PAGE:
How Did Black Germans Fare Under The Nazi Regime?
The list of people subjected to oppression by the Nazis is long, and the consequences of being on that list were brutal.
We all know about the horrendous treatment of Jewish people in Germany under the Third Reich, and many will also be aware of the horrors suffered by LGBT and Romani people as well, but few know about the suffering of black people in Nazi Germany.
There were not many black people in Germany in the 1930s. Even now, in modern multicultural Germany, people of Black African descent make up just one percent of the population, according to World Atlas, and outside of big cities like Berlin, Munich and Hamburg, there are almost no black people at all.
During the Nazi period, it is thought that there were just a few thousand Afro-Germans living in the country, most notably the children of French African soldiers who had been stationed with the occupying forces along the Rhine river in the west of Germany.
These children were among the first to be persecuted by the Nazi regime. Known by the racist name 'Rhineland Bastards', they were subjected to forced sterilisation, including on children as young as 11.
The Nazi laws of race classed black people as inferior, on a similar level to Jews and Romani people, so when the Nuremberg eugenics laws came into place, Afro-Germans were similarly affected. They were discriminated against at every level, from employment to housing to education.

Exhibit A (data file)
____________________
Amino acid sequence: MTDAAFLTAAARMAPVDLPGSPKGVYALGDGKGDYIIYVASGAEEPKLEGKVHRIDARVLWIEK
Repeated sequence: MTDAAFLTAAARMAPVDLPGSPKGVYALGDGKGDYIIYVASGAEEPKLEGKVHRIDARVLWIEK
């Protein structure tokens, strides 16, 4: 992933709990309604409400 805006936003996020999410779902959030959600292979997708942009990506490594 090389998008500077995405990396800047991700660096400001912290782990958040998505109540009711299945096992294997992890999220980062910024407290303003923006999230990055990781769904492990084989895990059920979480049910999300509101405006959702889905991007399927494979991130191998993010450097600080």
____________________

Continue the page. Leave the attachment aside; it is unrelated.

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Hans Massaquoi was one such Afro-German, born in Hamburg in 1926, the son of a Liberian father and a white German mother. His autobiography, Destined to Witness, is one of the leading primary sources on black German experiences during the Nazi period.
It tells of his attempts to join the Hitler Youth - like many children in Germany at the time, he was seduced by the organisation's propaganda, but found himself rejected because of his race.
"When I came to school one beautiful summer morning in 1934, our third grade teacher informed the class that the principal had given instructions for all the students and teachers to gather at the schoolyard," he wrote in his autobiography.
"Right there, dressed in the brown Nazi uniform I used to wear for special occasions, the principal announced that 'the most splendorous moment of our young lives' was about to come, that destiny had chosen us to be among the fortunate ones who would contemplate 'our beloved Führer' with their own eyes.
"That was a privilege, he assured us, that our yet to be born children, and our children's children, would envy in times to come. I was eight by then, and I didn't notice that, from the almost 600 kids gathered in that schoolyard, I was the only one Herr Wriede was not talking to."
On finishing school, Massaquoi was barred from having a relationship with a white woman and regularly racially abused on the street, though he managed to avoid the fate of many victims of the Nazis and was not sent to the concentration camps.
"I survived because of a loophole in racial laws. We weren't such a significant number so as to be noticed by the Nazis," he wrote.
In total, it is thought that just 20 black people spent time in the concentration camps and only one of them directly on account of their race. Many, however, were arrested because of their skin colour and accused of criminality, while others were kept incarcerated by police because they were black.
Featured Image Credit: Bundesarchiv (Wikimedia Commons)